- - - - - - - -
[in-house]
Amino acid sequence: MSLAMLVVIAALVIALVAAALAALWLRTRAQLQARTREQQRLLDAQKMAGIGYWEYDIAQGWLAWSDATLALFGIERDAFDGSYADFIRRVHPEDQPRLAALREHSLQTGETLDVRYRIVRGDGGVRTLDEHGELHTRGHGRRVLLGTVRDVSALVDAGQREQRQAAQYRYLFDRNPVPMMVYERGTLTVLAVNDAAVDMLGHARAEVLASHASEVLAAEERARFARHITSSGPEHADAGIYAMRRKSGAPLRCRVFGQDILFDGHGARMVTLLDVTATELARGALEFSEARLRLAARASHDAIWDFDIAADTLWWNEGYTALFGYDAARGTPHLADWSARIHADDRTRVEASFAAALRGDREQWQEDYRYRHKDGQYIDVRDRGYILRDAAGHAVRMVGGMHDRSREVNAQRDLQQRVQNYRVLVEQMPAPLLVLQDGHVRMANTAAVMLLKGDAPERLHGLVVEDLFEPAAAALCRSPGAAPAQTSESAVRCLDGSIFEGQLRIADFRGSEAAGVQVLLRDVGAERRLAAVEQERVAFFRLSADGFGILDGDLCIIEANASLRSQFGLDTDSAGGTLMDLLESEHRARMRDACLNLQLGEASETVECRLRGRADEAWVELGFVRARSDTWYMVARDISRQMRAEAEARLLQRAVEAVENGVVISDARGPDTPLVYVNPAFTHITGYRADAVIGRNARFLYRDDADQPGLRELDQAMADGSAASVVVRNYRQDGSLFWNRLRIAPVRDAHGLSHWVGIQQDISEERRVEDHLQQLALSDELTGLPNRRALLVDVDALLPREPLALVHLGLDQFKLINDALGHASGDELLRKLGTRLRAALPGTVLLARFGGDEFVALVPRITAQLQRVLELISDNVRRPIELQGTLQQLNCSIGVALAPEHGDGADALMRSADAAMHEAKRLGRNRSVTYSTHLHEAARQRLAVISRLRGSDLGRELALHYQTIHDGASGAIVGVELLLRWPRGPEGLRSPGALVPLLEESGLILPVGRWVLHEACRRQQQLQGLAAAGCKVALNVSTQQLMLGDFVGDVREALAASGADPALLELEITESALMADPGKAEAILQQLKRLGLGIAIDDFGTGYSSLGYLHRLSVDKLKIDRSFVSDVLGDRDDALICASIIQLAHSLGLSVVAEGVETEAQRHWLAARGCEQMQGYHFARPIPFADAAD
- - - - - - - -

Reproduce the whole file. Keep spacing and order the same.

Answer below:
[in-house]
Amino acid sequence: MSLAMLVVIAALVIALVAAALAALWLRTRAQLQARTREQQRLLDAQKMAGIGYWEYDIAQGWLAWSDATLALFGIERDAFDGSYADFIRRVHPEDQPRLAALREHSLQTGETLDVRYRIVRGDGGVRTLDEHGELHTRGHGRRVLLGTVRDVSALVDAGQREQRQAAQYRYLFDRNPVPMMVYERGTLTVLAVNDAAVDMLGHARAEVLASHASEVLAAEERARFARHITSSGPEHADAGIYAMRRKSGAPLRCRVFGQDILFDGHGARMVTLLDVTATELARGALEFSEARLRLAARASHDAIWDFDIAADTLWWNEGYTALFGYDAARGTPHLADWSARIHADDRTRVEASFAAALRGDREQWQEDYRYRHKDGQYIDVRDRGYILRDAAGHAVRMVGGMHDRSREVNAQRDLQQRVQNYRVLVEQMPAPLLVLQDGHVRMANTAAVMLLKGDAPERLHGLVVEDLFEPAAAALCRSPGAAPAQTSESAVRCLDGSIFEGQLRIADFRGSEAAGVQVLLRDVGAERRLAAVEQERVAFFRLSADGFGILDGDLCIIEANASLRSQFGLDTDSAGGTLMDLLESEHRARMRDACLNLQLGEASETVECRLRGRADEAWVELGFVRARSDTWYMVARDISRQMRAEAEARLLQRAVEAVENGVVISDARGPDTPLVYVNPAFTHITGYRADAVIGRNARFLYRDDADQPGLRELDQAMADGSAASVVVRNYRQDGSLFWNRLRIAPVRDAHGLSHWVGIQQDISEERRVEDHLQQLALSDELTGLPNRRALLVDVDALLPREPLALVHLGLDQFKLINDALGHASGDELLRKLGTRLRAALPGTVLLARFGGDEFVALVPRITAQLQRVLELISDNVRRPIELQGTLQQLNCSIGVALAPEHGDGADALMRSADAAMHEAKRLGRNRSVTYSTHLHEAARQRLAVISRLRGSDLGRELALHYQTIHDGASGAIVGVELLLRWPRGPEGLRSPGALVPLLEESGLILPVGRWVLHEACRRQQQLQGLAAAGCKVALNVSTQQLMLGDFVGDVREALAASGADPALLELEITESALMADPGKAEAILQQLKRLGLGIAIDDFGTGYSSLGYLHRLSVDKLKIDRSFVSDVLGDRDDALICASIIQLAHSLGLSVVAEGVETEAQRHWLAARGCEQMQGYHFARPIPFADAAD